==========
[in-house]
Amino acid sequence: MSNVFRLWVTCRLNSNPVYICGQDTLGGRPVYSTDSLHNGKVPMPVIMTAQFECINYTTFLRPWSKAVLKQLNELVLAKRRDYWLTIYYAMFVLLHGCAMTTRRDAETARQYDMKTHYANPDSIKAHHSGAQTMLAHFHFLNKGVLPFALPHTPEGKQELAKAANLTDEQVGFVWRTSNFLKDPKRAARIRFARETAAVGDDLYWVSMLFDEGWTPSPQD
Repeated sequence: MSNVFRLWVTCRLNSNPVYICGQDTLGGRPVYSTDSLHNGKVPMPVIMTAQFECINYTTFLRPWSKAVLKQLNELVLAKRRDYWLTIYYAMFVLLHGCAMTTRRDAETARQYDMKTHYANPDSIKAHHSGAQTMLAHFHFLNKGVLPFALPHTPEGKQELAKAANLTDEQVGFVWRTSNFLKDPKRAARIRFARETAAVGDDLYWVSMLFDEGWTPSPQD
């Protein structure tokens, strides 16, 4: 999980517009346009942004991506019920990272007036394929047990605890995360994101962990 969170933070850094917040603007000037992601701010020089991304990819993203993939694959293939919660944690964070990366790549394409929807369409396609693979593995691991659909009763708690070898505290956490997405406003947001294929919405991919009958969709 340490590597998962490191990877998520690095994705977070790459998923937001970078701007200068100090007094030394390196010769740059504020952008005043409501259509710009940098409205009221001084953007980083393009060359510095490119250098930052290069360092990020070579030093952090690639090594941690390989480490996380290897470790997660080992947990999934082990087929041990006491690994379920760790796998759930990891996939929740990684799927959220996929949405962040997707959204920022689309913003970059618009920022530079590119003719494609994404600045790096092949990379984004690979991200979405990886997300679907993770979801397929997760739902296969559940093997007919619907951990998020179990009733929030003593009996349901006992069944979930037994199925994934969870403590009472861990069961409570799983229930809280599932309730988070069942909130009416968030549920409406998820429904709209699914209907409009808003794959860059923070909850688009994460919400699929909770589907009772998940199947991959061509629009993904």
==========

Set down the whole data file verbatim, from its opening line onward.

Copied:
[in-house]
Amino acid sequence: MSNVFRLWVTCRLNSNPVYICGQDTLGGRPVYSTDSLHNGKVPMPVIMTAQFECINYTTFLRPWSKAVLKQLNELVLAKRRDYWLTIYYAMFVLLHGCAMTTRRDAETARQYDMKTHYANPDSIKAHHSGAQTMLAHFHFLNKGVLPFALPHTPEGKQELAKAANLTDEQVGFVWRTSNFLKDPKRAARIRFARETAAVGDDLYWVSMLFDEGWTPSPQD
Repeated sequence: MSNVFRLWVTCRLNSNPVYICGQDTLGGRPVYSTDSLHNGKVPMPVIMTAQFECINYTTFLRPWSKAVLKQLNELVLAKRRDYWLTIYYAMFVLLHGCAMTTRRDAETARQYDMKTHYANPDSIKAHHSGAQTMLAHFHFLNKGVLPFALPHTPEGKQELAKAANLTDEQVGFVWRTSNFLKDPKRAARIRFARETAAVGDDLYWVSMLFDEGWTPSPQD
């Protein structure tokens, strides 16, 4: 999980517009346009942004991506019920990272007036394929047990605890995360994101962990 969170933070850094917040603007000037992601701010020089991304990819993203993939694959293939919660944690964070990366790549394409929807369409396609693979593995691991659909009763708690070898505290956490997405406003947001294929919405991919009958969709 340490590597998962490191990877998520690095994705977070790459998923937001970078701007200068100090007094030394390196010769740059504020952008005043409501259509710009940098409205009221001084953007980083393009060359510095490119250098930052290069360092990020070579030093952090690639090594941690390989480490996380290897470790997660080992947990999934082990087929041990006491690994379920760790796998759930990891996939929740990684799927959220996929949405962040997707959204920022689309913003970059618009920022530079590119003719494609994404600045790096092949990379984004690979991200979405990886997300679907993770979801397929997760739902296969559940093997007919619907951990998020179990009733929030003593009996349901006992069944979930037994199925994934969870403590009472861990069961409570799983229930809280599932309730988070069942909130009416968030549920409406998820429904709209699914209907409009808003794959860059923070909850688009994460919400699929909770589907009772998940199947991959061509629009993904």